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I’ve noticed that the discussion about sustainability on both the SAP.com and SDN community sites are as scattered as the wind towers on the slopes of Palm Springs, California.  Though the silos are numerous, each houses some fascinating discussions (and often times, debates) on various aspects of sustainability (or sometimes more simply: being “green”).  So while the world attempts to digest the many facets of sustainability, I propose that we bring the dialogue together within the SAP community towards developing a better understanding of what sustainability means to each of us (including SAP) and how to embrace sustainability towards a more environmentally responsible, socially responsible and profitable end.   

[Even while writing the content for this page, I discovered this release regarding a new Green IT community]

Accordingly, I propose a new wiki on sustainability that has as its core components: 

  1. Sustainability Components and Definitions
  2. Sustainability Standards
  3. The Case for Sustainability
  4. Corporate Strategies
  5. Supply Chain, Impact and Initiatives
  6. Performance Indicators and Reporting (including GRI)
  7. PR, Marketing and Communications
  8. Sustainability Carry-Out (or the “at-home” version)
  9. SAP Applications for sustainability
  10. Forums and Blogs (including the new Corporate Social Responsibility (CSR))
  11. SAP’s Sustainability 

Within each of these components, our discussion will center on: 

  • What’s Been Said – we’ll gather every dialogue on sustainability from within the community and from SAP itself
  • What’s Being said – we’ll go outside the network to scour the world for reports on sustainability from the front lines
  • What SAP is Saying – We’ll address the 2008 (and soon-to-be-released 2009) SAP Sustainability Reports
  • What You are Saying – We’ll dialogue about your own sustainability initiatives, including the use of SAP applications or the need for same. 

However, I’m a firm believer that in order to get closer to something, sometimes you first need to get farther away.  To this end, we need to explore the very concept of sustainability, not towards a settlement of the debate over solar versus wind, hybrid versus fuel cell, recycling versus reducing and repurposing, ethanol versus vegetable oil, etc., but towards obtaining the knowledge set necessary to fully understand and embrace the very concept of sustainability, its evolution, how it impacts us and we it, and how we can profit from it (the third prong of “The Triple Bottom Line”).  Above all else, we need to step back and get philosophical, ideological, theoretical and perhaps a little nonsensical all in the hopes of becoming more sustainable. 

So as you celebrate Earth Day today, ask yourself the most pressing of all sustainability questions: What the heck does that word mean anyway?  

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4 Comments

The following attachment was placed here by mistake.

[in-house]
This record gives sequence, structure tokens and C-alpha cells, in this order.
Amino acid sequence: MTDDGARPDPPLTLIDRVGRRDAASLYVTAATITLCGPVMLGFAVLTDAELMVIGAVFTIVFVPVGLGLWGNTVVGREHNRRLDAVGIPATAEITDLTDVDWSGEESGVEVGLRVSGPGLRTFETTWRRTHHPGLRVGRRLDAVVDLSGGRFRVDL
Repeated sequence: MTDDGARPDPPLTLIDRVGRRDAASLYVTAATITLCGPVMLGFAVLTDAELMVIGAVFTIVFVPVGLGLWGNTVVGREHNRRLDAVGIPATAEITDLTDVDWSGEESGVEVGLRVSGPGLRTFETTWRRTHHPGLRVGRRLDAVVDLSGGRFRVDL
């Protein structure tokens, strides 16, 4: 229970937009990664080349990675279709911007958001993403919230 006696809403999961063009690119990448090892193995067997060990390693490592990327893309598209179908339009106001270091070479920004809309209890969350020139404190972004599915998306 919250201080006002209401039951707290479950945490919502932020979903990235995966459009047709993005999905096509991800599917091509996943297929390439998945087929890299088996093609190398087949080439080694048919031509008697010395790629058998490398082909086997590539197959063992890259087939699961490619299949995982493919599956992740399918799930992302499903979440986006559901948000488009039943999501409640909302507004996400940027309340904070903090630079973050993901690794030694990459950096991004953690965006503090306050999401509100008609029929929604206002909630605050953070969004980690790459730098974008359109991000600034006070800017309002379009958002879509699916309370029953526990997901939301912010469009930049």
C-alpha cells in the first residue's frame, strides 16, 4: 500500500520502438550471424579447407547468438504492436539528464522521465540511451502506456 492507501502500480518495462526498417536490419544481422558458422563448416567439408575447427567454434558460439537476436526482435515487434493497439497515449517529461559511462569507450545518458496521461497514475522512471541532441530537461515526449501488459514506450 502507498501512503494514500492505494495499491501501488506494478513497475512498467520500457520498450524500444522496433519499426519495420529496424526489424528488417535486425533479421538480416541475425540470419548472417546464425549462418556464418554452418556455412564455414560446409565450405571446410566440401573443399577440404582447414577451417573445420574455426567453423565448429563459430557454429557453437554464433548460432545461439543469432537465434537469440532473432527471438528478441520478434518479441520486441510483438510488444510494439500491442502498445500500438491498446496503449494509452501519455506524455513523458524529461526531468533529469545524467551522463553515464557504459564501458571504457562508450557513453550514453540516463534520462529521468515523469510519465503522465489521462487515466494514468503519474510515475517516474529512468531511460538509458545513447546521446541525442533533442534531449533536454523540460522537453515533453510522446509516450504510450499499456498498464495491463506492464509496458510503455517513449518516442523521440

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  1. David Burdett
    We might want to structure the list of topics a bit differently. Specifically, I think we should separate them into groups for:
    * Foundational stuff that is independent of solutions, products, industries, etc.
    * Domain Specific, which consists of areas that will vary, e.g. by industry. This has the advantage of limiting scope and makes it easier for people to focus on the areas that they find most interesting
    * SAP specific which is for topics that apply just to SAP.

    Some topics might appear in more than one area. If we took this approach then the list might look something like this …

    *Foundational*
    – Sustainability Components and Definitions
    – The Case for Sustainability
    – Corporate Strategies
    – PR, Marketing and Communications
    – Forums and Blogs
    – Sustainability Standards
    – Performance Indicators and Reporting (including GRI)

    *Domain Specific*
    – Supply Chain, Impact and Initiatives
    – Green IT (new addition)
    – Sustainability Carry-Out (or the “at-home” version)

    *SAP*
    – SAP’s Sustainability 
    – SAP Applications for sustainability

    The last three items under foundational, i.e. Forums & Blogs, Sustainability Standards and Performance Indicators might be repeated under domain specific

    David

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  2. Anbazhagan Sam Venkatesan
    A nice blog, Neal, to bring order to the scattered views.
    The way to go about it is especially nice and constructive.
    What struck me was your highlighting the ‘need to step back’ as the first step!
    And later while conversing not to move towards a settlement..or settling a score.. but towards knowing and truly embracing what is understood!
    And acting for it.
    One point that came to my mind is whether the urgency also may have to be incorporated.

    Sam Anbazhagan

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    1. Neal Levin Post author
      Thanks for the post, Sam.  I appreciate the comments.  You raise a fascinating point regarding urgency.  From my point of view, the precursor to sustainability is not necessarily urgency yet rather an ongoing and evolving commitment to best business practices focusing on environmental, social and fiscal components.  In other words, we don’t even need the threat of global climate change to find reason to be sustainable. Here’s a rather grandiose discussion from one of my posts back in early ’08.
      Sustainability 2008

      Though I certainly agree that there is urgency in addressing climate change, I do not believe that we need that as a motivation for adopting more sustainable (and thereby, more profitable) business practices.

      I look forward to your thoughts.

      Neal

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